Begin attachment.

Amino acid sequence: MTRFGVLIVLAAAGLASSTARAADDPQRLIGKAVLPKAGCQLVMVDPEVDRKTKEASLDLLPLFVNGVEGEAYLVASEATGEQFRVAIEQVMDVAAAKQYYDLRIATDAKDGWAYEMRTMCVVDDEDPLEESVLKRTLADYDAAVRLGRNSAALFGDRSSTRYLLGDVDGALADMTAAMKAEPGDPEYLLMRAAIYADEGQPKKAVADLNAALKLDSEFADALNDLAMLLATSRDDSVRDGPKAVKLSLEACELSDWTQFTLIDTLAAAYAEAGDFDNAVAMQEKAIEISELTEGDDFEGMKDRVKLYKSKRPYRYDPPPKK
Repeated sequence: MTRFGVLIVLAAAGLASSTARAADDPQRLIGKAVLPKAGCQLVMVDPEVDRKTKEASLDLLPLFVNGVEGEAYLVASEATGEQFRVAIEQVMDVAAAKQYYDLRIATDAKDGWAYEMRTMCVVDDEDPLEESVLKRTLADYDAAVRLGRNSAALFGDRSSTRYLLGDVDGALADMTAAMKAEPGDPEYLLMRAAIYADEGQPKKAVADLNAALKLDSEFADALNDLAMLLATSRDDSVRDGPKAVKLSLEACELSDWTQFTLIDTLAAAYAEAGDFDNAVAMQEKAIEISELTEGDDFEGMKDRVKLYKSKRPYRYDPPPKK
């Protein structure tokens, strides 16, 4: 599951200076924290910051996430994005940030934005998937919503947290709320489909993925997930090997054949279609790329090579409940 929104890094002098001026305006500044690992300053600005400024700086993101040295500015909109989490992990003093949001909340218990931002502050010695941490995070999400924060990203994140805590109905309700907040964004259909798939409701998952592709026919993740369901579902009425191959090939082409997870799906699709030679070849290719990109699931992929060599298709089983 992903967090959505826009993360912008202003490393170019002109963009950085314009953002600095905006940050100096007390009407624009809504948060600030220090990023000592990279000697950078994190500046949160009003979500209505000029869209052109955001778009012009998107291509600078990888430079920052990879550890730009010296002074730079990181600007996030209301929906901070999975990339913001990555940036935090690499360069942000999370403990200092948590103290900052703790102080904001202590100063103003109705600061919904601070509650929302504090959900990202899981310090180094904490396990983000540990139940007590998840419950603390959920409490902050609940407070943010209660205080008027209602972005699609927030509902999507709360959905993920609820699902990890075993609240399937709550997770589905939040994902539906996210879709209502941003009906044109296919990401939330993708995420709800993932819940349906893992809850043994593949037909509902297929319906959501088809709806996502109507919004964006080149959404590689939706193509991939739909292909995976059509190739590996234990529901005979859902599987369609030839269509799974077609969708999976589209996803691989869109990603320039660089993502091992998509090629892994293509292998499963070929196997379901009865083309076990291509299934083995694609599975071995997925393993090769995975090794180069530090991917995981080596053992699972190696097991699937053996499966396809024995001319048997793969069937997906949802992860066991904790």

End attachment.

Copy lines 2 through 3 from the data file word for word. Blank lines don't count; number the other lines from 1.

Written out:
Repeated sequence: MTRFGVLIVLAAAGLASSTARAADDPQRLIGKAVLPKAGCQLVMVDPEVDRKTKEASLDLLPLFVNGVEGEAYLVASEATGEQFRVAIEQVMDVAAAKQYYDLRIATDAKDGWAYEMRTMCVVDDEDPLEESVLKRTLADYDAAVRLGRNSAALFGDRSSTRYLLGDVDGALADMTAAMKAEPGDPEYLLMRAAIYADEGQPKKAVADLNAALKLDSEFADALNDLAMLLATSRDDSVRDGPKAVKLSLEACELSDWTQFTLIDTLAAAYAEAGDFDNAVAMQEKAIEISELTEGDDFEGMKDRVKLYKSKRPYRYDPPPKK
């Protein structure tokens, strides 16, 4: 599951200076924290910051996430994005940030934005998937919503947290709320489909993925997930090997054949279609790329090579409940 929104890094002098001026305006500044690992300053600005400024700086993101040295500015909109989490992990003093949001909340218990931002502050010695941490995070999400924060990203994140805590109905309700907040964004259909798939409701998952592709026919993740369901579902009425191959090939082409997870799906699709030679070849290719990109699931992929060599298709089983 992903967090959505826009993360912008202003490393170019002109963009950085314009953002600095905006940050100096007390009407624009809504948060600030220090990023000592990279000697950078994190500046949160009003979500209505000029869209052109955001778009012009998107291509600078990888430079920052990879550890730009010296002074730079990181600007996030209301929906901070999975990339913001990555940036935090690499360069942000999370403990200092948590103290900052703790102080904001202590100063103003109705600061919904601070509650929302504090959900990202899981310090180094904490396990983000540990139940007590998840419950603390959920409490902050609940407070943010209660205080008027209602972005699609927030509902999507709360959905993920609820699902990890075993609240399937709550997770589905939040994902539906996210879709209502941003009906044109296919990401939330993708995420709800993932819940349906893992809850043994593949037909509902297929319906959501088809709806996502109507919004964006080149959404590689939706193509991939739909292909995976059509190739590996234990529901005979859902599987369609030839269509799974077609969708999976589209996803691989869109990603320039660089993502091992998509090629892994293509292998499963070929196997379901009865083309076990291509299934083995694609599975071995997925393993090769995975090794180069530090991917995981080596053992699972190696097991699937053996499966396809024995001319048997793969069937997906949802992860066991904790």